Though I haven’t read The Hunger Games, I’ve seen the movie and would make the comparison – and have heard it said – that it and Divergent have some similarities – so if you like one, you’ll probably like the other. If you like fighting with a little romance thrown in, then you’ll probably enjoy Divergent.
“Banished from the only home she’s ever known, Mariah Aubrey hides herself away in an abandoned gatehouse on a distant relative’s estate. There she supports herself and her loyal servant the only way she knows how – by writing novels in secret.
When Captain Matthew Bryant leases the estate, he is intrigued by the beautiful girl in the gatehouse. But there are many things he doesn’t know about this beguiling outcast. Will he risk his plans – and his heart – for a woman shadowed by scandal?”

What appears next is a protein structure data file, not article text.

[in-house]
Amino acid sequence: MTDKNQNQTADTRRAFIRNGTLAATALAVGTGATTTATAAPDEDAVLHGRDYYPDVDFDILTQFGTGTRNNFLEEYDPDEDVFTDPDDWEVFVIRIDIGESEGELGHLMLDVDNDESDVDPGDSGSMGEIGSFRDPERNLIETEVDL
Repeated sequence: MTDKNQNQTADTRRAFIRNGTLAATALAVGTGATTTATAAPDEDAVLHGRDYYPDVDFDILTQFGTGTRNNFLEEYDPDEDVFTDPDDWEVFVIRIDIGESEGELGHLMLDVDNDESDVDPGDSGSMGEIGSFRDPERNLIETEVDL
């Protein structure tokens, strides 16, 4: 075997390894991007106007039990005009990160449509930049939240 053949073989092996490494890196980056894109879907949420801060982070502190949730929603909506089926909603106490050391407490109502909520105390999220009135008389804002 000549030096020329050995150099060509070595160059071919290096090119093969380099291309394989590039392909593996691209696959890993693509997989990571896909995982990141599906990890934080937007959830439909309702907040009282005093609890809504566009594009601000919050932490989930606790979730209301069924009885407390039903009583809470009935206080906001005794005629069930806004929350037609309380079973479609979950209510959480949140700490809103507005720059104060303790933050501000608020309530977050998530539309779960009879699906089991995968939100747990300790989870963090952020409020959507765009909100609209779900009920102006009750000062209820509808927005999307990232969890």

I had a bit of a hard time getting into this book but once I did, I enjoyed it! I felt like there were a lot of names at times, making it hard for me to remember who everyone was but it didn’t take away from the story. This was a longer book than most (391 pages) so it gave me the time I needed to get to know the characters and get into it before reaching that point only to have the story almost finished. I’ll admit, my two favorite phrases now are “dash it” and “thunder and turf.” Both struck me as funny and I laughed out loud each time a character said either. I thought Julie did a great job of fleshing out the characters – even those with minor roles. She weaved a few twists into the story, leaving me satisfied when I finally finished the book.
You can buy the book from Amazon and learn more from Julie’s website.
I received a copy of this book from Bethany House Publishers for my honest review.